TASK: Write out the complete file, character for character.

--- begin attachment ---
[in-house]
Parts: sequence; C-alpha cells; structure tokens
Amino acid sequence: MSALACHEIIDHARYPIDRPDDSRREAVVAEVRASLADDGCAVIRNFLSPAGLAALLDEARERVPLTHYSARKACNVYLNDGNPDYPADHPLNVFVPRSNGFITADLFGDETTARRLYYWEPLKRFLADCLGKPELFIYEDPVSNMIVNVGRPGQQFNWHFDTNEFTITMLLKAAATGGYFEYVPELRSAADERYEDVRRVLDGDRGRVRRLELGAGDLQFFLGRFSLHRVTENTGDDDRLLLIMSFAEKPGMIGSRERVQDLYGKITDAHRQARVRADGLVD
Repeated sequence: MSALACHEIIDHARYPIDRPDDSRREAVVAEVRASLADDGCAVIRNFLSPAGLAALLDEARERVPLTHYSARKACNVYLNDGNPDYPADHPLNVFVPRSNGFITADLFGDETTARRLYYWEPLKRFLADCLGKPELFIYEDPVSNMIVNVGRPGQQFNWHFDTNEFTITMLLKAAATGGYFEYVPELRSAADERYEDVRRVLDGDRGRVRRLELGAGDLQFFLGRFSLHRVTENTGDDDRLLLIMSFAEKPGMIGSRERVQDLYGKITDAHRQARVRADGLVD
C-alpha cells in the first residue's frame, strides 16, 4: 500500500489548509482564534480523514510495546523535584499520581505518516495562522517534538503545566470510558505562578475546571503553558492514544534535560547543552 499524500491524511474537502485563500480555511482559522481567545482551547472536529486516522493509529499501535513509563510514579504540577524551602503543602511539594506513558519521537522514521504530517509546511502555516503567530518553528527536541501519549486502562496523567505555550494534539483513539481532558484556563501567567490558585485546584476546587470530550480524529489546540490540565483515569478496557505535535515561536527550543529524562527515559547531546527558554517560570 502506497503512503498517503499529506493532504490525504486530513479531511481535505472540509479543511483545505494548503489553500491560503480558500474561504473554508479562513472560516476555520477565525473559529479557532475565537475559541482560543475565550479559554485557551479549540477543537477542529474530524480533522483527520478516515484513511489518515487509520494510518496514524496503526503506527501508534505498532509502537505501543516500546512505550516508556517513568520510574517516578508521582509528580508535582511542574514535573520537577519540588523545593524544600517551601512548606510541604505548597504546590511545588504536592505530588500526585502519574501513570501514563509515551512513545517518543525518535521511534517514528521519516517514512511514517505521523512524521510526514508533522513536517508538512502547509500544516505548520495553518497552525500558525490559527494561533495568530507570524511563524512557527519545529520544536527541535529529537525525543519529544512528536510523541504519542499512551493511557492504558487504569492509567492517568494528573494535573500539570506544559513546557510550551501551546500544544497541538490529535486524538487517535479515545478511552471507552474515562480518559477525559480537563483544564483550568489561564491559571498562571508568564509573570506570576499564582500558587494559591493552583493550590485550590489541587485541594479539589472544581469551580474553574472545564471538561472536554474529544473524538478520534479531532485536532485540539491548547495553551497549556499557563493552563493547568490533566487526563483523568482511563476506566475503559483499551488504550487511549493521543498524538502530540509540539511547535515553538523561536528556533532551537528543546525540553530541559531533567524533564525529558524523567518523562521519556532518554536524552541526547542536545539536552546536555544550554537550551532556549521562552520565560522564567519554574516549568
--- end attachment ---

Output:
[in-house]
Parts: sequence; C-alpha cells; structure tokens
Amino acid sequence: MSALACHEIIDHARYPIDRPDDSRREAVVAEVRASLADDGCAVIRNFLSPAGLAALLDEARERVPLTHYSARKACNVYLNDGNPDYPADHPLNVFVPRSNGFITADLFGDETTARRLYYWEPLKRFLADCLGKPELFIYEDPVSNMIVNVGRPGQQFNWHFDTNEFTITMLLKAAATGGYFEYVPELRSAADERYEDVRRVLDGDRGRVRRLELGAGDLQFFLGRFSLHRVTENTGDDDRLLLIMSFAEKPGMIGSRERVQDLYGKITDAHRQARVRADGLVD
Repeated sequence: MSALACHEIIDHARYPIDRPDDSRREAVVAEVRASLADDGCAVIRNFLSPAGLAALLDEARERVPLTHYSARKACNVYLNDGNPDYPADHPLNVFVPRSNGFITADLFGDETTARRLYYWEPLKRFLADCLGKPELFIYEDPVSNMIVNVGRPGQQFNWHFDTNEFTITMLLKAAATGGYFEYVPELRSAADERYEDVRRVLDGDRGRVRRLELGAGDLQFFLGRFSLHRVTENTGDDDRLLLIMSFAEKPGMIGSRERVQDLYGKITDAHRQARVRADGLVD
C-alpha cells in the first residue's frame, strides 16, 4: 500500500489548509482564534480523514510495546523535584499520581505518516495562522517534538503545566470510558505562578475546571503553558492514544534535560547543552 499524500491524511474537502485563500480555511482559522481567545482551547472536529486516522493509529499501535513509563510514579504540577524551602503543602511539594506513558519521537522514521504530517509546511502555516503567530518553528527536541501519549486502562496523567505555550494534539483513539481532558484556563501567567490558585485546584476546587470530550480524529489546540490540565483515569478496557505535535515561536527550543529524562527515559547531546527558554517560570 502506497503512503498517503499529506493532504490525504486530513479531511481535505472540509479543511483545505494548503489553500491560503480558500474561504473554508479562513472560516476555520477565525473559529479557532475565537475559541482560543475565550479559554485557551479549540477543537477542529474530524480533522483527520478516515484513511489518515487509520494510518496514524496503526503506527501508534505498532509502537505501543516500546512505550516508556517513568520510574517516578508521582509528580508535582511542574514535573520537577519540588523545593524544600517551601512548606510541604505548597504546590511545588504536592505530588500526585502519574501513570501514563509515551512513545517518543525518535521511534517514528521519516517514512511514517505521523512524521510526514508533522513536517508538512502547509500544516505548520495553518497552525500558525490559527494561533495568530507570524511563524512557527519545529520544536527541535529529537525525543519529544512528536510523541504519542499512551493511557492504558487504569492509567492517568494528573494535573500539570506544559513546557510550551501551546500544544497541538490529535486524538487517535479515545478511552471507552474515562480518559477525559480537563483544564483550568489561564491559571498562571508568564509573570506570576499564582500558587494559591493552583493550590485550590489541587485541594479539589472544581469551580474553574472545564471538561472536554474529544473524538478520534479531532485536532485540539491548547495553551497549556499557563493552563493547568490533566487526563483523568482511563476506566475503559483499551488504550487511549493521543498524538502530540509540539511547535515553538523561536528556533532551537528543546525540553530541559531533567524533564525529558524523567518523562521519556532518554536524552541526547542536545539536552546536555544550554537550551532556549521562552520565560522564567519554574516549568